Category: Writing
Deserts, Dinosaurs, and The New York Times
Wow, am I ever behind on blog stuff! Okay, we’ll start with some essays and reviews. Penny Dreadful will have to wait. First up: Mad Max Fury Road. This sandstorm – which comes from a clear desert out of nowhere to swallow up the sky the moment Furiosa needs it, which looks like the bloom of the sand when her war rig reaches down and the desert rises to put out the fire – was the starting point for my essay at The Dissolve about cinema’s masculine vs. feminine deserts.… Read more »
Dracula's Daughters, Attics, & Anna May Wong
Time for a nonfiction roundup! Recently I wrote my first piece for The Dissolve! Originally titled “Dracula’s Daughters” and then a long post-colon title, because it’s me, the essay examines how the woman vampire became cinematic shorthand for feminism over the last eighty years. This was a camp delight to research, and I really enjoyed writing it. I also enjoyed writing Daughter of the Dragon: Anna May Wong and The Hollywood Problem, but in that way you enjoy tearing a huge gross mess out of your attic. The recent Deadline… Read more »
Pilots, Dolls, Los Angeles, Fairy Tales, Shipping, and Joan: A News Roundup
That is a seriously motley crew of an update, but I’m behind enough on news, so as I dig my way out from under a pile of deadlines, a news roundup it is! (My long fiction update, left over from last week, is that PERSONA is officially out in the world!) * In life/event news, I’ll be at this year’s LA Times Festival of Books! My panel, on Saturday at 4:30, is titled “Bringing the Impossible to Life,” which I honestly hope means Ken Liu, Matthew Reilly, and I will… Read more »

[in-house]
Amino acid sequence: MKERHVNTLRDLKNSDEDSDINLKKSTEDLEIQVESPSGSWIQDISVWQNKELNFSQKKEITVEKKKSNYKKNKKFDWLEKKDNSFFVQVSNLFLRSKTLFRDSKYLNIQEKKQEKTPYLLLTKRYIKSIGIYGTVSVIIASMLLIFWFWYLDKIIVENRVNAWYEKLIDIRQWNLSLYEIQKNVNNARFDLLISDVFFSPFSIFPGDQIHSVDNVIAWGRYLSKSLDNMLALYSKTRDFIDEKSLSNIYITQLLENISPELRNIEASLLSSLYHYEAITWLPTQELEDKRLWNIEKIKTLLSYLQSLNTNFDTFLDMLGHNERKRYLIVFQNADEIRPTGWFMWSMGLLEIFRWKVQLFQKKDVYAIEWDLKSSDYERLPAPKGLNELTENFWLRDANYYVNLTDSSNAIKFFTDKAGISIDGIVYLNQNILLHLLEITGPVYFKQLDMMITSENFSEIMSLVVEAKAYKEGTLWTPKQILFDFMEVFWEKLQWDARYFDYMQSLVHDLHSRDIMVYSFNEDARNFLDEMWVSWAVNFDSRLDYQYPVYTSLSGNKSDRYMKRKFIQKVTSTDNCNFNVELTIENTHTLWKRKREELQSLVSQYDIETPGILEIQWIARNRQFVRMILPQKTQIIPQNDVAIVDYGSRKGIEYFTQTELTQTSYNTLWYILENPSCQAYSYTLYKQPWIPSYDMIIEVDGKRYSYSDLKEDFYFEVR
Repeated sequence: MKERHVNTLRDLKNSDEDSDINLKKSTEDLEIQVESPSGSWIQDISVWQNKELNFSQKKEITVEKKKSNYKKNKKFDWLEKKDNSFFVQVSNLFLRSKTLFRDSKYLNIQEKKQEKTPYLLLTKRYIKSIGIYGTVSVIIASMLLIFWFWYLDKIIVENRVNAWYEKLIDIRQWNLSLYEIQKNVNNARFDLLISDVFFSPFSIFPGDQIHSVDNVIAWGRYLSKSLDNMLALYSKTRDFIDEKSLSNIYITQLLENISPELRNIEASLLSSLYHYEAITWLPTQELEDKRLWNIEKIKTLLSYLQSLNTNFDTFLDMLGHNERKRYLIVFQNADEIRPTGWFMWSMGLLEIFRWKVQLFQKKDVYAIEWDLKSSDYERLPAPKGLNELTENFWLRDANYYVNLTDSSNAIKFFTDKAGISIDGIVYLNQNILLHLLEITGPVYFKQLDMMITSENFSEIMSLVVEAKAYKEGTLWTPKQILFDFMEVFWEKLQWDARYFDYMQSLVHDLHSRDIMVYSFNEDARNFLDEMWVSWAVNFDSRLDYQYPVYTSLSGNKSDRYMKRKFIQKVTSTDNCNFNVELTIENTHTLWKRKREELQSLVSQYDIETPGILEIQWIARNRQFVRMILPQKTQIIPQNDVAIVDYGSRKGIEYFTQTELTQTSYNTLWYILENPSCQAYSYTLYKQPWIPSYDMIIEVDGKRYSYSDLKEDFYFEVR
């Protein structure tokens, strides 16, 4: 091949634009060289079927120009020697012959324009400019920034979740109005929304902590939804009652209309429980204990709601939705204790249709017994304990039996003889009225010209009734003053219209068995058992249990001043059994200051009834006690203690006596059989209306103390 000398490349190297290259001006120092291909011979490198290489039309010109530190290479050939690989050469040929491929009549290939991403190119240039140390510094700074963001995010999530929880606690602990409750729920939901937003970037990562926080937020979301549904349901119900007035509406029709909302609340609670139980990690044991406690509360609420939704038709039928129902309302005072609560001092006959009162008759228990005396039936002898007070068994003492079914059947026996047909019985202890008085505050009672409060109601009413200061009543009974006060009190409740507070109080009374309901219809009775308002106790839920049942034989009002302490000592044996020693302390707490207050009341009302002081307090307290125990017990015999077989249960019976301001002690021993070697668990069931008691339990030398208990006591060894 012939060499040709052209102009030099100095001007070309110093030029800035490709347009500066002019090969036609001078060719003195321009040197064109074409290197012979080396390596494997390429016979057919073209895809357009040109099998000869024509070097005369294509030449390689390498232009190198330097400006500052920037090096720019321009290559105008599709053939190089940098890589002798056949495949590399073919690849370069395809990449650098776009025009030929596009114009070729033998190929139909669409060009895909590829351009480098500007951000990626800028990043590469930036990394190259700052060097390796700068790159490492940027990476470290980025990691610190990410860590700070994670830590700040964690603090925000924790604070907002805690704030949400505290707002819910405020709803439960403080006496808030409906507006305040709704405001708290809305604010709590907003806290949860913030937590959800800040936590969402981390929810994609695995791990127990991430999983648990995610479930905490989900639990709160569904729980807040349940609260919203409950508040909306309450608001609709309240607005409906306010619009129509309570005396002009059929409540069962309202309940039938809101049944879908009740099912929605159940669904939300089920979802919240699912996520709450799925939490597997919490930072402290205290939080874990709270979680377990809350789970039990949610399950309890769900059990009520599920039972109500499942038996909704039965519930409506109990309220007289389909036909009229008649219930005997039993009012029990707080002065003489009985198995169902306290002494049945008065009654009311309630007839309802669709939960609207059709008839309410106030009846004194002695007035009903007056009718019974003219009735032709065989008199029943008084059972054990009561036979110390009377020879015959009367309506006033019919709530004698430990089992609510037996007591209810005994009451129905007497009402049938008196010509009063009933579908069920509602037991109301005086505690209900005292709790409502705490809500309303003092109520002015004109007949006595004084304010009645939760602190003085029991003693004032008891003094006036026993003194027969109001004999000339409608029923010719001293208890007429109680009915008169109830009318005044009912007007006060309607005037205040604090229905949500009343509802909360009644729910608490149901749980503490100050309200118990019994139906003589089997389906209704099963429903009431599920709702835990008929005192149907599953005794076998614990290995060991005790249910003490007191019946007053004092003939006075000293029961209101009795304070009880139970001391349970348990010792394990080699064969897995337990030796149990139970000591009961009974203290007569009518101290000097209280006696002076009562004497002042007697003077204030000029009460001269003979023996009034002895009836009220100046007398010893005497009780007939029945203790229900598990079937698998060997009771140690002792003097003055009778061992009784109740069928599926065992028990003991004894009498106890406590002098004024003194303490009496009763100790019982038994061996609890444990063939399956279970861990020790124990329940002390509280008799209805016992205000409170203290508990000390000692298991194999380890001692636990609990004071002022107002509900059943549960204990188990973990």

PERSONA
On Tuesday, PERSONA came out! My only excuse for taking this long to announce is that I was finishing the sequel this week, which will probably answer a couple of questions right up front. The cover copy, which we managed to make mostly spoiler-free: Suyana Sapaki is a failure in the International Assembly. She’s not charming on camera, which is crucial for a Face: public image is 90 percent of diplomacy, they tell you right from the beginning. The United Amazonian Rainforest Confederation has been the site of scandal, so… Read more »
Catwoman #39: "Better Than He Does Himself"
Or: the one in which Selina Kyle confirms a rumor. This is an important issue plotwise: It’s the one in which Selina has to decide if she’s going to war against an ever-more-powerful enemy; it’s the one in which she has to sit down in the all-neon diner that Drive forgot and decide if she can even believe she has a brother, much less anything he says. But this is also the issue in which Eiko finally tips her hand about one of the reasons she’s been so drawn to… Read more »
Catwoman and Other News
I have some fun bits of news! We’ll start with the big one. DC announced its June titles today; among them is the note that I will be continuing as the writer of CATWOMAN. It wasn’t a sure thing – I was taken on initially for a single arc, and the future was conditional. It was a big change for her, in terms of both situation and tone, and we all knew it was going to be a leap of faith for readers. As such, I have even more reason… Read more »

Recent Work

TV: Elementary recaps, Reign recaps

TV Recap: Bates Motel cordially invites you to the tragedy of Norma Bates, AV Club

TV Review: And Then There Were None, AV Club

Review: The Story of Hong Gildong, NPR.org

Review: You Could Look It Up, NPR.org

Genevieve on Tumblr

  • photo from Tumblr

    aneacostumes:

    Rococo remodeled

    These Regency garments were made from elder 18th century silks, probably grander Rococo dresses remodeled to fit the new and slimmer style. Whereas the Regency fashion often sported thinner silks and cottons, the 18th century silks were still seen as precious and beautiful, and lucky be the young woman who inherited enough to make a stylish, modern-day dress out of it!

    • Pink gown: 1800-1810, made of a silk brocade from the late 18th century. OK-dep-01040
    • Coat: 1800-1805, made of a Spitafield silk from 1746. OK-05678
    • Blue gown: 1820-25, made of a silk from the mid 18th century. OK-07407

    All garments from The National Museum in Oslo

    04/29/16

2016 Appearances

Often updated. Please check back!

Emerald City Comicon, April 7-10, 2016